One of the most common questions out-of-towners ask the AJT is some variation of “How many Jews live in Atlanta?”
For a long time, we haven’t been able to offer a definitive answer.
All anyone can say is that when the Jewish Federation of Greater Atlanta conducted a community survey 10 years ago, it found 120,000 Jews (living in households with 150,000 people — a rarely mentioned reflection of the high rate of interfaith marriage). If the local Jewish population has grown at the same rate as the overall population, we total perhaps 135,000 Jews now.
The exact number doesn’t mean much. In terms of what we can do as a community, there’s no practical difference between 125,000 and 145,000. The number of synagogues is the same. The money raised by Federation is the same. The educational opportunities afforded by day schools and the summer experiences offered by the overnight camps in the North Georgia mountains are the same.
There’s no difference in the community’s national position. The growth discovered in 2006 gave Atlanta the ninth-largest Jewish metro population in the United States and the 10th-largest in North America (thanks, Toronto).
We like being in the Top 10, but we’re in no danger of being anywhere else. The No. 8 Jewish metro area, the San Francisco Bay region, has almost 100,000 more Jews than Atlanta, while No. 10 San Diego hasn’t reached the 90,000 mark yet. (All of these numbers are just estimates.)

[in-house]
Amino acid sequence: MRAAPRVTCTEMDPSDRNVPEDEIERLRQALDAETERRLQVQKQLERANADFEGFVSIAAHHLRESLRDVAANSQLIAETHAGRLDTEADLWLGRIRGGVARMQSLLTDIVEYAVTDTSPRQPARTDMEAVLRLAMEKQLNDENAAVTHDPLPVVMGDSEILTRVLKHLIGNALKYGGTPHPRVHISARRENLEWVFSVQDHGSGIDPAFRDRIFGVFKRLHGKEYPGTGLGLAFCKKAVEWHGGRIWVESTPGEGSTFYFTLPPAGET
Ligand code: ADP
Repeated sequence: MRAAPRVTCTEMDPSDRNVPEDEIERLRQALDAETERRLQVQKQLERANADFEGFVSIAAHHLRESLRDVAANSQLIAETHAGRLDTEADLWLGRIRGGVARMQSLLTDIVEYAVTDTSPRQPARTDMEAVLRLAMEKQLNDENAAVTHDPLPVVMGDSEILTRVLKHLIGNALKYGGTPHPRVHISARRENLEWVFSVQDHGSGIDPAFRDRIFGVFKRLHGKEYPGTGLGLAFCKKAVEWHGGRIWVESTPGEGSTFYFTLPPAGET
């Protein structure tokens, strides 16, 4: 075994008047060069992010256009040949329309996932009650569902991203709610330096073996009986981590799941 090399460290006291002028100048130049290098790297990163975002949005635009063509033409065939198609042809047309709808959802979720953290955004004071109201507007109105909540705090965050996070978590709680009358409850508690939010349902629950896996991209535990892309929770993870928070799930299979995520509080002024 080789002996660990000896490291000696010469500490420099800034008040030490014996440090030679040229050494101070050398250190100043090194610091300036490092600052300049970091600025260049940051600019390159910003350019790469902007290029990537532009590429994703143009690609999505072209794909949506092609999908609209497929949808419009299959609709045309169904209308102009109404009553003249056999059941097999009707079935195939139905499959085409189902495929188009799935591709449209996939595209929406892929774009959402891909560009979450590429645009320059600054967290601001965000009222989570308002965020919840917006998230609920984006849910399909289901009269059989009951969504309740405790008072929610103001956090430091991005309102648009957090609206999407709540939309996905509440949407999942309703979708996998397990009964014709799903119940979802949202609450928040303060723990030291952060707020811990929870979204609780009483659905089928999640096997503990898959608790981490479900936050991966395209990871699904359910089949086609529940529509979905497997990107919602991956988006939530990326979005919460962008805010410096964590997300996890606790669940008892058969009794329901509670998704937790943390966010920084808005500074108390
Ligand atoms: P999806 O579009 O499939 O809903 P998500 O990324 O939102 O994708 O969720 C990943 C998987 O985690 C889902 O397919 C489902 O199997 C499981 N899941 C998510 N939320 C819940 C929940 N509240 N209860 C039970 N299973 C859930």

That brings us to Federation’s forthcoming community survey. Rather than repeat the methodology of a decade ago to produce a comparable population number and enable us to answer that persistent question about the size of our community, Federation has opted for quality over quantity.
The goal is to learn the character of the community: who we are, where we are, how we’re involved with Judaism and Jewish institutions, what services we use, and what services we need but can’t find (either because they don’t exist or because people don’t know about them).
The numbers aren’t irrelevant, of course. If 40,000 people are members of synagogues, it’s worth knowing whether our shuls are connecting with a third of the Jews or a quarter. The answer might lead to different approaches by communal organizations to reach people.
An individual synagogue’s building and clerical capacities don’t change based on how many people aren’t members, however; whether that synagogue has its fill of members reflects how well it meets the needs of its immediate community. If this survey is successful, our synagogues, as well as communal organizations from Federation to the Marcus Jewish Community Center to Jewish Interest Free Loan of Atlanta, will know whether they are meeting the needs and how they must adjust to do a better job.
That’s where we all come in. If you care about optimizing our Jewish community, now and in the future, set aside 20 minutes between June 6 and 30 to take the online survey at www.IamJewishATL.com. Get the rest of your family to take it. Nudge and nag your friends to take it.
The findings that come out will be only as good as the data going in, and the more, the merrier. By the fall, we might not be sure how many of us are here, but we’ll have a good idea of who we are.